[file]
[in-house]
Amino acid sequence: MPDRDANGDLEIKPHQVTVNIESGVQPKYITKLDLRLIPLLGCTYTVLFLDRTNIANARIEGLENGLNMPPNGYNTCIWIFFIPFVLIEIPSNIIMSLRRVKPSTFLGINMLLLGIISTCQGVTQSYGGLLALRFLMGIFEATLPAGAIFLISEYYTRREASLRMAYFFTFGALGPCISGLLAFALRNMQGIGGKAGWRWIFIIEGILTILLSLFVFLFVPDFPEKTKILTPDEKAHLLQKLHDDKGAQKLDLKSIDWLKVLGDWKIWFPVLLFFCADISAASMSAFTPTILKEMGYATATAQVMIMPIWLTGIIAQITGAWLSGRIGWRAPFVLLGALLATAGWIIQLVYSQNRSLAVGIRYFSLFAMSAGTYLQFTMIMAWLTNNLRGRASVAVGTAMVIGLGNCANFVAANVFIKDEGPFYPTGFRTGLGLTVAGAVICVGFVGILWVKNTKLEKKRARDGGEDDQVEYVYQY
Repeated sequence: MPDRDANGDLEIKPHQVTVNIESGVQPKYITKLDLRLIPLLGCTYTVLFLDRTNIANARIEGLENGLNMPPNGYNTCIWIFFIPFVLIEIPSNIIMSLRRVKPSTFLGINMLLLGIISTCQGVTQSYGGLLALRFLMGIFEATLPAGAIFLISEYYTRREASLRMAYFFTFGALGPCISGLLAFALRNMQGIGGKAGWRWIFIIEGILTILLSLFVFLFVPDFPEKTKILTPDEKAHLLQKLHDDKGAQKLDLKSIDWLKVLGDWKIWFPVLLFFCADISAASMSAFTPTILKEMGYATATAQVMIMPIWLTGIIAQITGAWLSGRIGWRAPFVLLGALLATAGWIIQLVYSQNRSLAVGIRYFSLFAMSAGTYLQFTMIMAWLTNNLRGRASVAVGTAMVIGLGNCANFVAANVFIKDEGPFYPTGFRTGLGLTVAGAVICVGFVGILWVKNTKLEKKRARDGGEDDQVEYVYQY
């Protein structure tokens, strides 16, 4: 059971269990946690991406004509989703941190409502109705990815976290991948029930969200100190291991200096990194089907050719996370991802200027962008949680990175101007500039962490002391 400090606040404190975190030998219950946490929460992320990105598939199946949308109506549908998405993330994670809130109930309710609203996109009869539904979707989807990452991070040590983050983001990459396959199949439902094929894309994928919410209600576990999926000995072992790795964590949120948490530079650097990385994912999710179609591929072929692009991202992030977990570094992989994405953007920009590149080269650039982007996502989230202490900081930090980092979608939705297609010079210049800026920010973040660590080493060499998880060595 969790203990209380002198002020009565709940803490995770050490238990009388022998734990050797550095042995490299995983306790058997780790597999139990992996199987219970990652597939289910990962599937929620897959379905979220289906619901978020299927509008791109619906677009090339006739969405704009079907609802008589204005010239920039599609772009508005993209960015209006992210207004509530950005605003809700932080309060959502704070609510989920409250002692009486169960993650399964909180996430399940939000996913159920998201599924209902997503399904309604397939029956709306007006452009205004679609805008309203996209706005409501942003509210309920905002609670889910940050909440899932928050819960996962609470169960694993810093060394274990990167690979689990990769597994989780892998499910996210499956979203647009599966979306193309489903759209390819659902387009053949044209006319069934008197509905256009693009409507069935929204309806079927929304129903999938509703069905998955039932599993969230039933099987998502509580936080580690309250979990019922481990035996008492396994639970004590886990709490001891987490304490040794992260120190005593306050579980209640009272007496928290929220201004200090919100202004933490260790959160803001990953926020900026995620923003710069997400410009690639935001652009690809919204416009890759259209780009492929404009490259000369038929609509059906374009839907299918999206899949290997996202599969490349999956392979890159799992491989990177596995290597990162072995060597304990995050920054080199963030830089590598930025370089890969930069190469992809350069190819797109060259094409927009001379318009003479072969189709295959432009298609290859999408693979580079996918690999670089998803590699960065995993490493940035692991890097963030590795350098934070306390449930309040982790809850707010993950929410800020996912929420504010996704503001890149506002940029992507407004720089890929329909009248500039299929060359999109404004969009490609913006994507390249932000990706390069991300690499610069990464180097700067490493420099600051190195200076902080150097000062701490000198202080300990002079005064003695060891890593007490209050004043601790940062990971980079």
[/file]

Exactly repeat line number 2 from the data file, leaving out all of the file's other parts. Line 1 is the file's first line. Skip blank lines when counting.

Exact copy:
Amino acid sequence: MPDRDANGDLEIKPHQVTVNIESGVQPKYITKLDLRLIPLLGCTYTVLFLDRTNIANARIEGLENGLNMPPNGYNTCIWIFFIPFVLIEIPSNIIMSLRRVKPSTFLGINMLLLGIISTCQGVTQSYGGLLALRFLMGIFEATLPAGAIFLISEYYTRREASLRMAYFFTFGALGPCISGLLAFALRNMQGIGGKAGWRWIFIIEGILTILLSLFVFLFVPDFPEKTKILTPDEKAHLLQKLHDDKGAQKLDLKSIDWLKVLGDWKIWFPVLLFFCADISAASMSAFTPTILKEMGYATATAQVMIMPIWLTGIIAQITGAWLSGRIGWRAPFVLLGALLATAGWIIQLVYSQNRSLAVGIRYFSLFAMSAGTYLQFTMIMAWLTNNLRGRASVAVGTAMVIGLGNCANFVAANVFIKDEGPFYPTGFRTGLGLTVAGAVICVGFVGILWVKNTKLEKKRARDGGEDDQVEYVYQY